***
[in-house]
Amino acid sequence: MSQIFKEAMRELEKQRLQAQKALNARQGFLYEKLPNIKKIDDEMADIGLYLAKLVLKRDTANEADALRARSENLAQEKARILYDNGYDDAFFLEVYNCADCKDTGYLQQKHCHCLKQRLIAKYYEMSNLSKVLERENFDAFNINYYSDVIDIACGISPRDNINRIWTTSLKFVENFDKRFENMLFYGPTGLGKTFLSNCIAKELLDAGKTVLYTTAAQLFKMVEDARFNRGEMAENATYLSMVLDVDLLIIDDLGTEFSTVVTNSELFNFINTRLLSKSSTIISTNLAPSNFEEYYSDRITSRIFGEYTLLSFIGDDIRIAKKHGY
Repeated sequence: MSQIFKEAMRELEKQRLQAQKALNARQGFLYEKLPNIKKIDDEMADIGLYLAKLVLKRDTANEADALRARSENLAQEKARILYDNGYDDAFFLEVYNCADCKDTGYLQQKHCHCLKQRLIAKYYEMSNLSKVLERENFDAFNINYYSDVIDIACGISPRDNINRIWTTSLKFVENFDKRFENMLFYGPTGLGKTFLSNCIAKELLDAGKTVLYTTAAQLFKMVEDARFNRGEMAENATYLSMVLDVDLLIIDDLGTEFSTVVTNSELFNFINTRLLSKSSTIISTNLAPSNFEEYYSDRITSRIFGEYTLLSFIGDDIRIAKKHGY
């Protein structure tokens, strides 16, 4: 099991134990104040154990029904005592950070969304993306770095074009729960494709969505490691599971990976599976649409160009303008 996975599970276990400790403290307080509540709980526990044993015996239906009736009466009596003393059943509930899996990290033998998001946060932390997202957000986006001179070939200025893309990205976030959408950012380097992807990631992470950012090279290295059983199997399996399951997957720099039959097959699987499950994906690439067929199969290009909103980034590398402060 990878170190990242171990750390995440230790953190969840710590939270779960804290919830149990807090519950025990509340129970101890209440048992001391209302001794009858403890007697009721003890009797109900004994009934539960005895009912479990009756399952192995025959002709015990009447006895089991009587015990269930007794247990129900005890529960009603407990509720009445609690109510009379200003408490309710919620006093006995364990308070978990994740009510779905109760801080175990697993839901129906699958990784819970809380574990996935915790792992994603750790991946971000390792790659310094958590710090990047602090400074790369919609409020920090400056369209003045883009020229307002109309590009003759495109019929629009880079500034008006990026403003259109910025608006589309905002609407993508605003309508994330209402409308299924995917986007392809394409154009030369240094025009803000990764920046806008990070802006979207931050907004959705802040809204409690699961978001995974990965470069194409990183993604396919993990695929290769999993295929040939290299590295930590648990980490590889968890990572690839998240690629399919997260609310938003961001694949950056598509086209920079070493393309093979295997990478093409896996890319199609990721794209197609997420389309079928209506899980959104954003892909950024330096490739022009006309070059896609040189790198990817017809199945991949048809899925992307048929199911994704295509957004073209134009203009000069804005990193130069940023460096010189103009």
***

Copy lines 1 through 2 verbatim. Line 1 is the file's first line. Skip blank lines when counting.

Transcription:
[in-house]
Amino acid sequence: MSQIFKEAMRELEKQRLQAQKALNARQGFLYEKLPNIKKIDDEMADIGLYLAKLVLKRDTANEADALRARSENLAQEKARILYDNGYDDAFFLEVYNCADCKDTGYLQQKHCHCLKQRLIAKYYEMSNLSKVLERENFDAFNINYYSDVIDIACGISPRDNINRIWTTSLKFVENFDKRFENMLFYGPTGLGKTFLSNCIAKELLDAGKTVLYTTAAQLFKMVEDARFNRGEMAENATYLSMVLDVDLLIIDDLGTEFSTVVTNSELFNFINTRLLSKSSTIISTNLAPSNFEEYYSDRITSRIFGEYTLLSFIGDDIRIAKKHGY